What is Fluid?
A fluid is anything that is liquid at room temperature such as ice, water ice, ice cream/sherbet, juice, soup, coffee or jello/pudding. All foods contain moisture (fluid) in different amounts. When measuring your fluid intake, you need to count all liquid items as well as those that melt at room temperature. You also need to count watermelon as 98% water.
What Effect Does Fluid Have On Me?
Persons with decreased heart function tend to retain fluid in their body. Normally extra fluid is filtered out of the body by the kidneys and is made into urine. However, when the heart is not working properly, fluid can build up in the feet and legs, abdomen, or other tissues of the body. Shortness of breath or difficulty with breathing can occur when fluid collects in the lungs or around the heart.
How Can I Control My Fluid Intake?
The amount of fluid you are permitted each day (fluid allowance) depends on your body's needs and your urine output. Plan liquids so they are spaced out over an entire day.
- Your Fluid Allowance is 48 ounces per day.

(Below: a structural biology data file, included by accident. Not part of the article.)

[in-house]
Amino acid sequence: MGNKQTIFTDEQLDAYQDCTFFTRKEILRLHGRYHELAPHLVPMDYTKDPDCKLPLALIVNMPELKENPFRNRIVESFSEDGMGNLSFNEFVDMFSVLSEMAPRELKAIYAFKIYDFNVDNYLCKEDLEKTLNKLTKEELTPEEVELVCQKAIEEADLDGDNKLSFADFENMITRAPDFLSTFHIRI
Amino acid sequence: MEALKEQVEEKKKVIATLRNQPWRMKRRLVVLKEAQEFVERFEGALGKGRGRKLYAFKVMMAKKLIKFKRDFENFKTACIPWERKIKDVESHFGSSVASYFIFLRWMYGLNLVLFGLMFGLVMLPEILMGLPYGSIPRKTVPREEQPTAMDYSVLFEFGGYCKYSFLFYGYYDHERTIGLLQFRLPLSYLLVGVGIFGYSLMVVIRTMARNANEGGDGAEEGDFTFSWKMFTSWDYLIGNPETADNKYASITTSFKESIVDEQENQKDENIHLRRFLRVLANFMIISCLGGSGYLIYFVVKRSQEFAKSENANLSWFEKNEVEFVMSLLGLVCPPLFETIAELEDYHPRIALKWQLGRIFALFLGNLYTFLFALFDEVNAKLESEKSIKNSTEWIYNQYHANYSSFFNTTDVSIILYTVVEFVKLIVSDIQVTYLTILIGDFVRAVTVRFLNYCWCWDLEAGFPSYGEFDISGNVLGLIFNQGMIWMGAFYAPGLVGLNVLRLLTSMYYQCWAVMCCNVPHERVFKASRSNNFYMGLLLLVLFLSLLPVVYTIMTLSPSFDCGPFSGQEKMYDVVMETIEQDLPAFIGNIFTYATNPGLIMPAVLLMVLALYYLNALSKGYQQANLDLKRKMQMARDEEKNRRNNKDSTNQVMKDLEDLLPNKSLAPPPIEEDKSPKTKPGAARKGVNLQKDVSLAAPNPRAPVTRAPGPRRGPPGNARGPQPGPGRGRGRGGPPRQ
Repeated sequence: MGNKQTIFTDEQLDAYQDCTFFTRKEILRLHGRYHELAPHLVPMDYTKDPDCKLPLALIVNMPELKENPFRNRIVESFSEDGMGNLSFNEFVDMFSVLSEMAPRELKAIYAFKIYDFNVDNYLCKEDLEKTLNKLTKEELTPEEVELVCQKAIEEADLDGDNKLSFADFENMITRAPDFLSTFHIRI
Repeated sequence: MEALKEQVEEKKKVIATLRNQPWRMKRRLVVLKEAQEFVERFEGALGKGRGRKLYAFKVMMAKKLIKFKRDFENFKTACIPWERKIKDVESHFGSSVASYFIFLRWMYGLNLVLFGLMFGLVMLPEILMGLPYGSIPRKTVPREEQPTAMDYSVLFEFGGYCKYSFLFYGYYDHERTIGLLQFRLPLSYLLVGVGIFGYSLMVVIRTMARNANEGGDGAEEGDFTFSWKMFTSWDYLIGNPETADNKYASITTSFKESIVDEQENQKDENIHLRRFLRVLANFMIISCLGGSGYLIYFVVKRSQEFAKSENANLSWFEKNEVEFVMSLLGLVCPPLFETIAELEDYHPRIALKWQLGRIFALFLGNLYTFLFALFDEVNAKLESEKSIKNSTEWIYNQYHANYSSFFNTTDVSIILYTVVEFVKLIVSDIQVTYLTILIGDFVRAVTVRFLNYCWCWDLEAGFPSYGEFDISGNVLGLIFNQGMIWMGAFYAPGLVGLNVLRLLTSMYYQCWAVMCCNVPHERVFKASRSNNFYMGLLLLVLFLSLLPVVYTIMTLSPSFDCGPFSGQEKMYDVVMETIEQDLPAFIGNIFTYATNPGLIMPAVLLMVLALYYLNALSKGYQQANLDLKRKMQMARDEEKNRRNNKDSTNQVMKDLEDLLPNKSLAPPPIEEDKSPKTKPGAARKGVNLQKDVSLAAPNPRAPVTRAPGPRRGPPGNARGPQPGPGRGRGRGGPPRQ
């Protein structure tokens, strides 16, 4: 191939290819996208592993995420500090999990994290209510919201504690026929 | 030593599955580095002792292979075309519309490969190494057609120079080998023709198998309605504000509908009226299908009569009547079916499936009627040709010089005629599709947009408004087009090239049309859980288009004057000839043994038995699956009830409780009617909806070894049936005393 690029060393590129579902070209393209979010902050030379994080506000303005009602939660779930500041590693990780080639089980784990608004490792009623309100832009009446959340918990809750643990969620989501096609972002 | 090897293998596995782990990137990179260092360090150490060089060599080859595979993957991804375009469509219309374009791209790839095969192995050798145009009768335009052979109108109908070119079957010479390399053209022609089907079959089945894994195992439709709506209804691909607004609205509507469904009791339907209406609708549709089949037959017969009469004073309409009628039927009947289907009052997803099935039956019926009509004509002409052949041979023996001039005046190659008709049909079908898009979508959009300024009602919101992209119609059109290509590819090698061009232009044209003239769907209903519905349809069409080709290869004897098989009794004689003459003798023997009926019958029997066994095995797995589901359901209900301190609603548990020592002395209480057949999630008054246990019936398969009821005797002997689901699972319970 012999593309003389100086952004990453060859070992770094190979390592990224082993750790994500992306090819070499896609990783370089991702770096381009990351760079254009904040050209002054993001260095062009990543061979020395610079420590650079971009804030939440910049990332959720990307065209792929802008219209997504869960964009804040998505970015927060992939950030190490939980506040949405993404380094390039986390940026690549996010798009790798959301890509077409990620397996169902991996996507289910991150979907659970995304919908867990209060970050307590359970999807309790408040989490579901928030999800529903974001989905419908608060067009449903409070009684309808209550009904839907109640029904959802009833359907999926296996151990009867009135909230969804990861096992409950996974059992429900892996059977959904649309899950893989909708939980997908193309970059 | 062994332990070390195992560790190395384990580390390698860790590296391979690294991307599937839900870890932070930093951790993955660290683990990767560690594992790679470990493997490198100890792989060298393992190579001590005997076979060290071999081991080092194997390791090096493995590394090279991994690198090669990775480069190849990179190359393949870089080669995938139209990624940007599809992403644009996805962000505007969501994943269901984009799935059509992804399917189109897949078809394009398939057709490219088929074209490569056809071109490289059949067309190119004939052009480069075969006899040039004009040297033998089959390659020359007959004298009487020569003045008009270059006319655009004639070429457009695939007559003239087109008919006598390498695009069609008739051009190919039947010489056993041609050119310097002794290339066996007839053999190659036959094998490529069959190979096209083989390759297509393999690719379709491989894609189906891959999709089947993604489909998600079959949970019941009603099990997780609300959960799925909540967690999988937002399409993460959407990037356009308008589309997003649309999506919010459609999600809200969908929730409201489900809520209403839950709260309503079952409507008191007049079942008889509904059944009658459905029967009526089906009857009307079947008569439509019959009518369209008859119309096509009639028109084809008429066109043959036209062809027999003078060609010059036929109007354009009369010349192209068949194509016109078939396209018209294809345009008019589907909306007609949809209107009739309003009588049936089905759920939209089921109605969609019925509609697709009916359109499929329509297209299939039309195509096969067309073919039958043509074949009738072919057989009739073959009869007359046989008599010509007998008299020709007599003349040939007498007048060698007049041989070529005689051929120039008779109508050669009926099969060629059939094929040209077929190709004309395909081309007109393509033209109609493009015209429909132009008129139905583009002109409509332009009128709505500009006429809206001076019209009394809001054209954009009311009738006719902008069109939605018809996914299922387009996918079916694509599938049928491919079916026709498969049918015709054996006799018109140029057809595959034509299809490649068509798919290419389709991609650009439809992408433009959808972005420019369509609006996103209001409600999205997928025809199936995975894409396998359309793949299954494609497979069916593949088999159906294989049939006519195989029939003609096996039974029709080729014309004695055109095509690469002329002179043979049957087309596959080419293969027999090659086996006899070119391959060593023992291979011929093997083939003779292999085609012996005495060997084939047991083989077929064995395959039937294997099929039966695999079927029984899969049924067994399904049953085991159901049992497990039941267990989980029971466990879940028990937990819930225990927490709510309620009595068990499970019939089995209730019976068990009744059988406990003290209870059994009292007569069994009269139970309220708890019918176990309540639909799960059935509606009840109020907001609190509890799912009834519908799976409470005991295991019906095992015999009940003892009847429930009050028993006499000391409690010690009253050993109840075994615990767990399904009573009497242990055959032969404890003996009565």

- Keep a daily log of your fluid intake.
- What is your strategy?
Tips for Controlling Fluid Intake:
- Drink ONLY when thirsty.
- To moisten a "dry" mouth:
* Lemon wedges
* Lemon drops
* Mint candy or gum (be sure it's sugar free if diabetic)
- Rinse your mouth with water or mouthwash, but do not swallow.
- Try keeping grapes or strawberries in the freezer and have one instead of drinking.
- Suck on an ice cube instead of drinking a liquid.
- Remember: 1 cup of ice chips = 1/2 cup of water
- Ice adds fluid. Make beverages cold by putting the glass in the freezer instead of adding ice.
- Use small cups and glasses for beverages.
- If possible, take medicines with mealtime liquids
Foods that You Need to Count as Fluid:
- Ice Cream
- Water Ice